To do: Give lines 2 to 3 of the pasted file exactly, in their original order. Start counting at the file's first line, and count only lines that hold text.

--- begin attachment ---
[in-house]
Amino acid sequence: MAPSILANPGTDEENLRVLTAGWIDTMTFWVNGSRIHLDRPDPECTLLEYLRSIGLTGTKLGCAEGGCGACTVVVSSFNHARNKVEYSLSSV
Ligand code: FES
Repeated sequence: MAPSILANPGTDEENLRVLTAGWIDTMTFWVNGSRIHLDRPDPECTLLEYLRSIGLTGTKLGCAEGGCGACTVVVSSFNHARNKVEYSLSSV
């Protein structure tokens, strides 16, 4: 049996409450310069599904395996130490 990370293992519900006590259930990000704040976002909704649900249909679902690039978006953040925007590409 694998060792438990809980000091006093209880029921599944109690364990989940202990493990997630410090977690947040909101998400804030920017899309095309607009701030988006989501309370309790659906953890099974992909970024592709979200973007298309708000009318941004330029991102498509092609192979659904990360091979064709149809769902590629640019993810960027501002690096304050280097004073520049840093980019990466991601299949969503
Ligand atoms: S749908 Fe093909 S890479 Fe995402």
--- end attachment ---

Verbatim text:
Amino acid sequence: MAPSILANPGTDEENLRVLTAGWIDTMTFWVNGSRIHLDRPDPECTLLEYLRSIGLTGTKLGCAEGGCGACTVVVSSFNHARNKVEYSLSSV
Ligand code: FES